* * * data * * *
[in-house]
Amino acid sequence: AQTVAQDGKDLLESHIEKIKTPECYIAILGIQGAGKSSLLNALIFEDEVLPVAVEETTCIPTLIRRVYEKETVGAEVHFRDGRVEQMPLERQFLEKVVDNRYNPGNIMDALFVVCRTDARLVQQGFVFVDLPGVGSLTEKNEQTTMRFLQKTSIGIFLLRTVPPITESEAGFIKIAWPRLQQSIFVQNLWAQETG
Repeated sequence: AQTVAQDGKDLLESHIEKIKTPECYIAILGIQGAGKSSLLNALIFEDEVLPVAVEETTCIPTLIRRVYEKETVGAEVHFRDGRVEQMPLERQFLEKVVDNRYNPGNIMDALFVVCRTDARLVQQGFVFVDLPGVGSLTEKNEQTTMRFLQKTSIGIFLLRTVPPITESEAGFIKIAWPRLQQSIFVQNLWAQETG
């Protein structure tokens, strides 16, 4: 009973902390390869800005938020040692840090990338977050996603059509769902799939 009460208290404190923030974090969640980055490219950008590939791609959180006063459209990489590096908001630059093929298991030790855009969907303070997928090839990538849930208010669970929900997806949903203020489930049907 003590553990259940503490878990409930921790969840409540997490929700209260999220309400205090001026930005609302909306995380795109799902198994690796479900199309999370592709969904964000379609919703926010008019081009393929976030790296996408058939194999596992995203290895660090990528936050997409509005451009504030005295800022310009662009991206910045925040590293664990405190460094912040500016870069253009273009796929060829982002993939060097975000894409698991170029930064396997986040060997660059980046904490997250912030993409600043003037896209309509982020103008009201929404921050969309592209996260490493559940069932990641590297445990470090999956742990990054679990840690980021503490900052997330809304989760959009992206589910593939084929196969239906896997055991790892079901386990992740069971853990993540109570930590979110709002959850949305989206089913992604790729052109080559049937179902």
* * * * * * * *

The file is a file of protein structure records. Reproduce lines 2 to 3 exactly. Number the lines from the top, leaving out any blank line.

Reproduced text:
Amino acid sequence: AQTVAQDGKDLLESHIEKIKTPECYIAILGIQGAGKSSLLNALIFEDEVLPVAVEETTCIPTLIRRVYEKETVGAEVHFRDGRVEQMPLERQFLEKVVDNRYNPGNIMDALFVVCRTDARLVQQGFVFVDLPGVGSLTEKNEQTTMRFLQKTSIGIFLLRTVPPITESEAGFIKIAWPRLQQSIFVQNLWAQETG
Repeated sequence: AQTVAQDGKDLLESHIEKIKTPECYIAILGIQGAGKSSLLNALIFEDEVLPVAVEETTCIPTLIRRVYEKETVGAEVHFRDGRVEQMPLERQFLEKVVDNRYNPGNIMDALFVVCRTDARLVQQGFVFVDLPGVGSLTEKNEQTTMRFLQKTSIGIFLLRTVPPITESEAGFIKIAWPRLQQSIFVQNLWAQETG